Depending on whether you’re an eLearning Developer looking to record a new-hire training video, an entertainment company wanting to narrate its next blockbuster, or a wellness guru composing a new meditation video, you likely have different needs when it comes to voiceovers. In this article, we break down the most popular voiceover styles and how to locate the right one for your next project.
One of the places that WellSaid Labs sees (er, hears) voiceovers used most commonly is in internal corporate content. Many companies rely on voiceovers for their learning and development content. For example, they may develop short videos that teach new hires about company protocols during employee onboardings. Or, they may create training programs about important job skills in manufacturing, analytics or healthcare.
Lorman Education Services estimates that organizations with poor on-boarding processes are twice as likely to experience employee turnover. Retention rates rise 30 to 50 percent for companies with strong learning cultures. It’s never been more important to be competitive with learning and development content. A strong voiceover is one of the best ways to keep employees engaged from the start.
New York University estimates that the e-learning market is expected to be worth $200 billion by 2024. Online courses have taken the world by storm, both for enrolled students and for people simply looking to learn a new skill online like photography, business or social media.
Many online course creators rely on narration for their courses, and ai text to speech technology can provide the most cost-effective, efficient solution to easily add voice to training videos.
Schools and universities also rely on narration for educational videos. With the COVID-19 pandemic, many classes moved from in-person to online learning. EducationData.org estimates that the pandemic affected 1.6 billion students, hastening the transition toward online learning.
Advertising and commercial
With advertising budgets increasing across all digital formats, there has never been a higher demand for commercial voiceovers. eMarketer estimates that online advertising spend will reach $982.82 billion by 2025.
Companies need voiceovers to bring streaming audio and video commercials to live. Try watching a commercial with the sound off and note how engaging it is. Voiceovers add compelling sound to what would otherwise be just flat, life-less visuals.
Advertising isn’t alone in the digital audio revolution—even paperback books are transitioning to audio formats. The 2021 audiobook market has a $1.1 billion market size, having grown 10 percent over the past 5 years. People listen to audiobooks on their commutes, at the gym, while cleaning the house, or any number of other places. They rely on voiceover to use the right tone, pace and personality to fit the book and make it easy to follow along.
Character, animation and film
Voiceovers are also needed for animated movies, video games and children’s films. Consider Shrek, Toy Story or Avatar. Character narration can happen via humans morphing their voice to fit the characters. It can also happen by text-to-speech avatars who are naturally built with the desired read styles for a script. An estimated 22.3% of voiceover work in North America relates to animation. That number jumps to 53.2% around the rest of the world.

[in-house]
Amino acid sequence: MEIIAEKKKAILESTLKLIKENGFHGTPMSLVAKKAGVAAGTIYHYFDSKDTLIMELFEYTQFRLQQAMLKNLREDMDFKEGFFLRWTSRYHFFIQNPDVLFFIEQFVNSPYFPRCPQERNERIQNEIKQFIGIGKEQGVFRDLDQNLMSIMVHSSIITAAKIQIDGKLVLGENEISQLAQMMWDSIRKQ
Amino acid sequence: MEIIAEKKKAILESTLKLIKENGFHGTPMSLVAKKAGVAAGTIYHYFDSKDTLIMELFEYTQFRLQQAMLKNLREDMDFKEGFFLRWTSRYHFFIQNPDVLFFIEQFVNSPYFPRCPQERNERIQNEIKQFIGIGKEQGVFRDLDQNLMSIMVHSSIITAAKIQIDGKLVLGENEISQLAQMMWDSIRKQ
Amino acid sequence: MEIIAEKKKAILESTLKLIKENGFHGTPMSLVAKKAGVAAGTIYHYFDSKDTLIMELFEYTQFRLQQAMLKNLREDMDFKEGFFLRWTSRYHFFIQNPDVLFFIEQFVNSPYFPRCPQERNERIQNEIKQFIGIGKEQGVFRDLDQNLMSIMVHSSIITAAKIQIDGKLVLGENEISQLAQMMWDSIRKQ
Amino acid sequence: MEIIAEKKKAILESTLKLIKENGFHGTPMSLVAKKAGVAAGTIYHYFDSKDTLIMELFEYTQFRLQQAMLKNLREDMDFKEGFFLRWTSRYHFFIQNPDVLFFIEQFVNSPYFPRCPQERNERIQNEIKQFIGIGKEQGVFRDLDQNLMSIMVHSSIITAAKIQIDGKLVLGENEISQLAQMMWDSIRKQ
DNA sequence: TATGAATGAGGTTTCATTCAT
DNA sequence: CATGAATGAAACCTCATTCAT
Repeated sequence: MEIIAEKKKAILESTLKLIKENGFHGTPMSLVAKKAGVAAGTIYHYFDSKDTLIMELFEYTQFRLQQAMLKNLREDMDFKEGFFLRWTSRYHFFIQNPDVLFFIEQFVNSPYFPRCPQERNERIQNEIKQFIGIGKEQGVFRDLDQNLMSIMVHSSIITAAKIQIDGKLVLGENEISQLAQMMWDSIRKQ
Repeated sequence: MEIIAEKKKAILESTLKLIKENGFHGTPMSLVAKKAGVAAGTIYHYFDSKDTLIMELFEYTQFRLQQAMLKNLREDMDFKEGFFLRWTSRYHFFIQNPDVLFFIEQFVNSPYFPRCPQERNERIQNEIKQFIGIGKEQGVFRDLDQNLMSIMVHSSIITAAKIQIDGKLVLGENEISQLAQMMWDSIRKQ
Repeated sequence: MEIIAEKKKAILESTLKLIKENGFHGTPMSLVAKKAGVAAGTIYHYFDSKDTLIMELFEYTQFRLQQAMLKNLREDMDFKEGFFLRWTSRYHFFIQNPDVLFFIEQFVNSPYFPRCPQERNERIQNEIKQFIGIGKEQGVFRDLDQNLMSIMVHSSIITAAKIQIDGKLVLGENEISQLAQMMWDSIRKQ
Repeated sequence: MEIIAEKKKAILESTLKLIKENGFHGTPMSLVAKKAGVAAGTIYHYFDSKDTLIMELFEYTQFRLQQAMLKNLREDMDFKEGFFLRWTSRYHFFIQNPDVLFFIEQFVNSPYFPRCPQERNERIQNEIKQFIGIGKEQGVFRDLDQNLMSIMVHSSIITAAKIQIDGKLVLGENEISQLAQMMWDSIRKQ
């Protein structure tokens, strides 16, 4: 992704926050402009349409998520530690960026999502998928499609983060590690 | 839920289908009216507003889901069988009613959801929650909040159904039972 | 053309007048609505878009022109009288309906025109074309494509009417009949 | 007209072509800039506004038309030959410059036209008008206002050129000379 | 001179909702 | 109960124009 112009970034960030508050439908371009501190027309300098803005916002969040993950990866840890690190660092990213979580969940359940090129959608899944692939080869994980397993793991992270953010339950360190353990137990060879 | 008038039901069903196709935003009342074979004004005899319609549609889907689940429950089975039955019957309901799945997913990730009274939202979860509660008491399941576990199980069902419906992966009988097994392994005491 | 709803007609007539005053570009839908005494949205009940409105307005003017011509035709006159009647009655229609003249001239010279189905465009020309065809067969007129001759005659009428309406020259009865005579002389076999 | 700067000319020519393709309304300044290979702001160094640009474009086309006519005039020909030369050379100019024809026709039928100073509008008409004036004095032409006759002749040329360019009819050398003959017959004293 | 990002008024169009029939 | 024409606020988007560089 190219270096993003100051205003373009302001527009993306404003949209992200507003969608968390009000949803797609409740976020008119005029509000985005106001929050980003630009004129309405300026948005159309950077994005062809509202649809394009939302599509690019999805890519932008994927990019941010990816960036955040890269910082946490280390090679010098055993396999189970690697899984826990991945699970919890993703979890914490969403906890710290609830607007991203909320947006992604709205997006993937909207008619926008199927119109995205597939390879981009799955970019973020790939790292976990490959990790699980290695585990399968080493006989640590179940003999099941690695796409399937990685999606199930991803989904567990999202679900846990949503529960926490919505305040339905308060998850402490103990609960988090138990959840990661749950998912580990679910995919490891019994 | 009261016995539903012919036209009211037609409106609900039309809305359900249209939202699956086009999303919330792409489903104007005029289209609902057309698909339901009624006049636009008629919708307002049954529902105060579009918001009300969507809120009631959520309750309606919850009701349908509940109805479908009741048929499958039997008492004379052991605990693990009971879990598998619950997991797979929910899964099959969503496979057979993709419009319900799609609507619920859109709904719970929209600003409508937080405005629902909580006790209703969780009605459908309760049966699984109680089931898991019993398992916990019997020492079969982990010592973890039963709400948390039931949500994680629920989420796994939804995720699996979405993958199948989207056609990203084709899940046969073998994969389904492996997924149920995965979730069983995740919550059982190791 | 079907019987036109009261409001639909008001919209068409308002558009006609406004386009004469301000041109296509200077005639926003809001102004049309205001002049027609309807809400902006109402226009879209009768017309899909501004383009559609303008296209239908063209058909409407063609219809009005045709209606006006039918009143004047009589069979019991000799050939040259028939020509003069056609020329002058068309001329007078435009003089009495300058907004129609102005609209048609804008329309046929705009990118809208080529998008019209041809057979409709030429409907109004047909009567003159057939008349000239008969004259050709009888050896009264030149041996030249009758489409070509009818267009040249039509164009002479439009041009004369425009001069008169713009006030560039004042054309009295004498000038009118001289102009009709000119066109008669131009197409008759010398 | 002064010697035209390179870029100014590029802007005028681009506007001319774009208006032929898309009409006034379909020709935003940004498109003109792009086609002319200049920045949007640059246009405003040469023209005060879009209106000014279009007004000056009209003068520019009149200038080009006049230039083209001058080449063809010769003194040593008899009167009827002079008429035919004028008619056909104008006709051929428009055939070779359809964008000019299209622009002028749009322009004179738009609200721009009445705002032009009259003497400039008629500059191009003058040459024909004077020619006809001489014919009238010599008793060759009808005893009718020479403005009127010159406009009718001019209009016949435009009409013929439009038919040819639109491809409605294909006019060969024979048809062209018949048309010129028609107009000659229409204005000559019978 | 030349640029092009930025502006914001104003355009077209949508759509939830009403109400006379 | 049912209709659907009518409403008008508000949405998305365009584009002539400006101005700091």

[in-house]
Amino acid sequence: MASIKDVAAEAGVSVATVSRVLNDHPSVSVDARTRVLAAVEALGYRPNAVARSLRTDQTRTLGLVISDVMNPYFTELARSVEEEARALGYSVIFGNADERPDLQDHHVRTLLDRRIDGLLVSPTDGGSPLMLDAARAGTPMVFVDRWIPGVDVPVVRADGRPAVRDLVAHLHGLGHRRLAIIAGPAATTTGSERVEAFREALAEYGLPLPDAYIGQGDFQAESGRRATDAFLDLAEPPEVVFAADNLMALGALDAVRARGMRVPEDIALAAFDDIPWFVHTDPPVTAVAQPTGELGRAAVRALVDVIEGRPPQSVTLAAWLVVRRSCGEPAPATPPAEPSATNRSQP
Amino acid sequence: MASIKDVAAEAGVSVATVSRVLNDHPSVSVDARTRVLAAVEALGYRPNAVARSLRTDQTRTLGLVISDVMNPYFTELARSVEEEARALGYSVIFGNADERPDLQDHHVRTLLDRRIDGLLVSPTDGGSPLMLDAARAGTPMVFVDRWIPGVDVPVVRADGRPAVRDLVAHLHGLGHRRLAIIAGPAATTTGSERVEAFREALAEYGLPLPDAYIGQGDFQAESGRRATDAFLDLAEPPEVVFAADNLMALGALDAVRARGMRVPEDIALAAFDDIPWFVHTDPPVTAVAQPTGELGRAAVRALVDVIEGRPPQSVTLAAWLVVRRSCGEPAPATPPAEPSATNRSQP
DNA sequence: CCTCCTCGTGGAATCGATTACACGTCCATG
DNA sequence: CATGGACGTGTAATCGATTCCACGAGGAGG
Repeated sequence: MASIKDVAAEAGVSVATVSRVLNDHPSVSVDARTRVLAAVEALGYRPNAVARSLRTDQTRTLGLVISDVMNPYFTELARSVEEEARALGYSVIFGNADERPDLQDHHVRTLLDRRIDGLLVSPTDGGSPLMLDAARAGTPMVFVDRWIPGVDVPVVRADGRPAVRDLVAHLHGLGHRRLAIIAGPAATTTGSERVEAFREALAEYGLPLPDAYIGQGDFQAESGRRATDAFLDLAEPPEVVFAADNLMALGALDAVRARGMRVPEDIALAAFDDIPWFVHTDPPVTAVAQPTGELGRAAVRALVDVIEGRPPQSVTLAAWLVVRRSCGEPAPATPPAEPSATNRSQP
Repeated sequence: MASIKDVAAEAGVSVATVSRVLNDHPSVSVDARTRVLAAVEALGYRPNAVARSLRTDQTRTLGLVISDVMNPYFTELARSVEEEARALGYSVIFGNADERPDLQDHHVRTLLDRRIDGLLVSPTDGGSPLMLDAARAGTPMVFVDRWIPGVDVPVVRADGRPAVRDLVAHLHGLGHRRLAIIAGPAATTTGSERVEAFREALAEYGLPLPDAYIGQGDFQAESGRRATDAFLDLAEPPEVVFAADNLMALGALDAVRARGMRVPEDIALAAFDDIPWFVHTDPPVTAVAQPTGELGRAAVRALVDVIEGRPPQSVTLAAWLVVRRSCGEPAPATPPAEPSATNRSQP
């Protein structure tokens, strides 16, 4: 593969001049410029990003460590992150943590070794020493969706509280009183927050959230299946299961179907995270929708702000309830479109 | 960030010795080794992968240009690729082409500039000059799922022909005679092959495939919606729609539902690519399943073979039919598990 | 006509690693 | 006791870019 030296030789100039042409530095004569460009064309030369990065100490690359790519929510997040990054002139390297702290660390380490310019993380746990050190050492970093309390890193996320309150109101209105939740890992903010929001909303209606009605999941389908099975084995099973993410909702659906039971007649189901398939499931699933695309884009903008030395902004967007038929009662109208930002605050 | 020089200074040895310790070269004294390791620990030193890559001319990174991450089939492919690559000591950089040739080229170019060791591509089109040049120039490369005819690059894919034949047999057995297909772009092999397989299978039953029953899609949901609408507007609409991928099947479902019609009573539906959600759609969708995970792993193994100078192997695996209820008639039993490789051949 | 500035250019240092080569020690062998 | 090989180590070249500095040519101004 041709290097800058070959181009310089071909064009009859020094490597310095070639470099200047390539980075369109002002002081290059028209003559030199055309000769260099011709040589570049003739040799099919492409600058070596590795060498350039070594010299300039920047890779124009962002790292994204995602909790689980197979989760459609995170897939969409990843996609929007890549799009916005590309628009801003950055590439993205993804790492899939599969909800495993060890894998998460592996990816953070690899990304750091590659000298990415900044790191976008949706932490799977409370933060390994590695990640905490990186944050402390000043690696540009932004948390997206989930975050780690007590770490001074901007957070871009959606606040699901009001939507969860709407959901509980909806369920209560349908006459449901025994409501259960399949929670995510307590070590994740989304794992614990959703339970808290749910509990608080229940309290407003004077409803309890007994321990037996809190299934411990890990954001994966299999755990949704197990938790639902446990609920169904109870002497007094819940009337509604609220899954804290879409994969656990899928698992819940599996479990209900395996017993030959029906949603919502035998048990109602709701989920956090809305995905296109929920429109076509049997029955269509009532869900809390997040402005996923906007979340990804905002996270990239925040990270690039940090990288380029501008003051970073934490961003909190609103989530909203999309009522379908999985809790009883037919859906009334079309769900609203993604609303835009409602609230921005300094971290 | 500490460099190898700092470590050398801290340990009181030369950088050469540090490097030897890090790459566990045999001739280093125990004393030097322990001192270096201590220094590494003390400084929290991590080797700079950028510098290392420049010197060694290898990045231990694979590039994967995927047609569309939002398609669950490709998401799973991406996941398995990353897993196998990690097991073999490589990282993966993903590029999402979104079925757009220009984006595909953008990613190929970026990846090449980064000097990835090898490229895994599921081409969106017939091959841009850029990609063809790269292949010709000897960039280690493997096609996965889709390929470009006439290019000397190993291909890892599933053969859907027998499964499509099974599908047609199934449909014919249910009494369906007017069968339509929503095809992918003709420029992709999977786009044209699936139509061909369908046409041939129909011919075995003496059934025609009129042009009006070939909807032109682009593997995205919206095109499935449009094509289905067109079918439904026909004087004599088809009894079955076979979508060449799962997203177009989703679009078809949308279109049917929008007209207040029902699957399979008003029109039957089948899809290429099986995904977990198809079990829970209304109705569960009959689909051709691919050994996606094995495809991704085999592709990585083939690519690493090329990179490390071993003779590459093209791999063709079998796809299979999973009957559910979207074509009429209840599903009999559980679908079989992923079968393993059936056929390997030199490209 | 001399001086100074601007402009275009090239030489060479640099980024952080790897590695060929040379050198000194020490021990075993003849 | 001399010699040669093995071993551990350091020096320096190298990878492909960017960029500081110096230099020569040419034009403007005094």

Similar to narration, voiceovers are also used to narrate biographies and life stories of celebrities and politicians. This could span full-length feature films and documentaries or short video clips and gossip sites.
The read style, pace, and tone of a biography narrator influences how people perceive the person being featured. For example, you wouldn’t necessarily choose a rough, gravely voice to describe the life of Dolly Parton, but you might for The Rock or Sylvester Stalone.
Health or inspiration
Many health companies and coaches use voiceovers for their recipe tutorials, health apps, or meditation videos. A voiceover can match the tone of the content, whether the brand wants a tough boot camp sergeant, a calming meditation teacher, or even a festive Italian chef. Because recording a narration takes a ton of time, many health professionals are finding it easier to outsource to another voice actor or text-to-speech technology.
How to find the right voiceover for you
There are a few factors to consider in choosing the right voiceover talent for your project.
The first factor is time. If you’re on a time crunch, coordinating with a voiceover agency can involve time demoing voice actors, booking recording studies, and recording retakes, whereas a human-sounding ai text to speech platform could help you do all of this in one click.
The second factor is budget. Many companies try to keep costs down by using an internal employee to record their voiceover content. However, this can siphon time away from other projects and rack up fees similar to using a full voiceover agency. On average, WellSaid Labs found that, for every 60 minutes of script, companies spend $900 for an internal employee to record voiceovers, while they spend $1,249 for a voiceover agency. A cheaper option could be ai text to speech, which would cost around $11.76 for that same 60 minutes.
Last but not least is the almighty voice. You want to make sure that the voice you choose fits the context of your content, whether you want a voice to sound serious, serene, stoic or anything in between. AI text to speech enables you to demo Avatars with your actual script, so you can either choose the one that’s best for your project or create a new voice altogether.
Ready to hear for yourself? Demo samples of actual ai text to speech.